Michael Becker/Fox
Michael Slezak
March 17, 2010 AT 04:00 PM EDT

There’s a scene in the 1986 comedy Jumpin’ Jack Flash in which Whoopi Goldberg’s character struggles to decipher the lyrics of the movie’s namesake Rolling Stones jam. ”Mick, Mick, Mick! Speak English!” she cries, flummoxed by the meaning of the words pouring from front-man Mr. Jagger’s mouth.

That hilarious moment played out in my mind during last night’s episode of American Idol, because several of season 9’s finalists botched the translation of the Stones’ songs they were tasked with singing. Katie Stevens turned a classic tale of romantic longing into a pitch-imperfect plea for text-message votes. Andrew Garcia massaged a ferocious anti-war anthem into a puddle of meaningless pablum. Paige Miles, well… I’m still trying to make sense of her gender change-up of ”Honky Tonk Women.” And poor, misguided Tim Urban delivered a tale of sexual domination as if he was reading a brunch menu to an aged aunt who’d left her glasses back at the rest home.

Those four singers run the risk of seeing their ”journeys” come to an end on Wednesday night because, yes, at this stage of the competition — with only 10 more performance nights till we’re at the Nokia watching two kids tackle the Kara DioGuardi-penned ”Annual Triumph Over the Odds/Natural Disaster Metaphor Montage Anthem” — Idol‘s Top 12 face a daunting mission, should they choose to accept it. We don’t want to see them merely knock off notes like tin cans on a barnyard fence; otherwise, much like the figure-8 compulsories of figure skating’s yesteryear, we’d be lining up contestants next to the piano and asking them to run through their scales, with points subtracted for each note missed.

Oh, sure, accuracy still counts — especially when you’ve got contestants like Lacey Brown (also at risk tomorrow) fumbling for notes like an exhausted night-shift worker knocking over her bedside light as the alarm goes off. But when it’s all said and done, we, the Idoloonie nation, also demand to feel something from our finalists, too. After all, Idol is both the search for music’s next great superstar — and great songs without emotion are like TV dinners that haven’t been defrosted — and it’s also a twice-weekly TV show that runs on the fuel of joy and pain and occasional blind outrage over the ouster of Alex and Katelyn and Lilly.

Whoa, sorry about that stream-of-consciousness semifinal flashback. The wounds, they’re still fresh.

So yes, Idol finalists. We want you to hit the vast majority of your notes and we want you to live the music all the way to your marrow. And that’s why Crystal Bowersox and Siobhan Magnus entered and exited the evening as the contestants to beat. But seasoned Idol watchers also know the road to the Nokia is lined with the gravestones of early front-runners — Tamyra Gray, Melinda Doolittle, Chris Daughtry, Constantine Maroulis, and Lil Rounds — and that’s why it’s also important to keep an eye on the contestants garnering positive reviews without being set up for a backlash, singers like Didi Benami and Lee Dewyze and even Aaron Kelly. So without further ado, let’s break down the performances…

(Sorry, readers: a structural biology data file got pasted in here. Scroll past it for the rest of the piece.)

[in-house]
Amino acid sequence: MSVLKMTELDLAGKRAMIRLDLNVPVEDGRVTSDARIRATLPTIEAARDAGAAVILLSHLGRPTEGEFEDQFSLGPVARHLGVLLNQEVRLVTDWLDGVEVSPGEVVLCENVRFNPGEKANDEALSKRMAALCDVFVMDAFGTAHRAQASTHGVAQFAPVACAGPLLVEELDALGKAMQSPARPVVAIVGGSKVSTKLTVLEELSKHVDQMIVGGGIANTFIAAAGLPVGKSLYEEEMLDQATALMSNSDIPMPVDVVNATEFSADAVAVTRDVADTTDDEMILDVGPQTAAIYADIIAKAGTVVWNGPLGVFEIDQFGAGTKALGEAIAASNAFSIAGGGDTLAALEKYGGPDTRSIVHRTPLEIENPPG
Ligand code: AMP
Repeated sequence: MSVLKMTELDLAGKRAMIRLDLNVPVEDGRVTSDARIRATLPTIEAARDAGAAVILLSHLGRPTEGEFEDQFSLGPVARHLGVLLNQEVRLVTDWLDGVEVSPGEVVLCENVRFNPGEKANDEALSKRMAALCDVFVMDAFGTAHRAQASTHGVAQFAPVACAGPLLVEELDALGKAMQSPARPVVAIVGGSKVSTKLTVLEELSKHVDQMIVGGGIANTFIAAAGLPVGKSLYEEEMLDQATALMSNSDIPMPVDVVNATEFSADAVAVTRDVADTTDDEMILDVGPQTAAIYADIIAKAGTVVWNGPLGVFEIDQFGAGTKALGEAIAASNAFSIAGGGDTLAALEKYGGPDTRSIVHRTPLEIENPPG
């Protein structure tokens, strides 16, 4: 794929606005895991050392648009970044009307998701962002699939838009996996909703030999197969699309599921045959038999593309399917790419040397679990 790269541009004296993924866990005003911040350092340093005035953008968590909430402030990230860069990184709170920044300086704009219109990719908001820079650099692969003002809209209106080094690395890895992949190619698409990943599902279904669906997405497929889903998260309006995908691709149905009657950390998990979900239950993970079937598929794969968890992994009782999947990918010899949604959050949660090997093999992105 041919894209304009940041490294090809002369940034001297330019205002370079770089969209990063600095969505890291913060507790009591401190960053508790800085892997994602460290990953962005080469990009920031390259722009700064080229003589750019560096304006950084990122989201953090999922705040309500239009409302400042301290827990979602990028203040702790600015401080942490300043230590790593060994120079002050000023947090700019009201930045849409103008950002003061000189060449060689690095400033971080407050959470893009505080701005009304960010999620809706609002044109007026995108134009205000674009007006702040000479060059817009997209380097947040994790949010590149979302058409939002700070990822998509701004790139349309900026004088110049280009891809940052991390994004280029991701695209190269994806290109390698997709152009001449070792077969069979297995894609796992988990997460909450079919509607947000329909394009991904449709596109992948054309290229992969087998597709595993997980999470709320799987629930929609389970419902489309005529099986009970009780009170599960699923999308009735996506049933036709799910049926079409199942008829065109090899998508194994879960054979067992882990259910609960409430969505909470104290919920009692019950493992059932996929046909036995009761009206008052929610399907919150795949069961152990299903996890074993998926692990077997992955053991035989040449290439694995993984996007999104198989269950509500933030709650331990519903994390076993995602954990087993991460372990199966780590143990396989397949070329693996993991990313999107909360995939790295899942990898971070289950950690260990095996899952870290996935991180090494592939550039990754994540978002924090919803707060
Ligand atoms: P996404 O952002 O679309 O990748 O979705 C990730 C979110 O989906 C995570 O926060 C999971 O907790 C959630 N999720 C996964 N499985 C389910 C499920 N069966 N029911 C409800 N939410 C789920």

Crystal Bowersox: ”You Can’t Always Get What You Want” Talk about apt song titles, folks! For those of us folks still reeling from last Thursday’s results show (and I suspect Crystal counts herself among our ranks) we most certainly did not get the Top 12 we wanted. And yet, in the laid-back, dreadlocked earth goddess, we have a women who takes such quietly confident liberties with the melody, that the judges barely give her credit for song rearrangement in the first place. Listen to that first pass on the chorus — the way Crystal colors outside the lines of Mick Jagger’s template but ends up with an equally beautiful result. Having the song end after a mere two minutes seemed almost cruel, especially given the fact that the drama of Crystal’s performance was building so sweetly — the raucous blast of horns playing substitute for the full choral wall that stamps the Stones’ original.

NEXT: Siobhan and her “Lambert” moment

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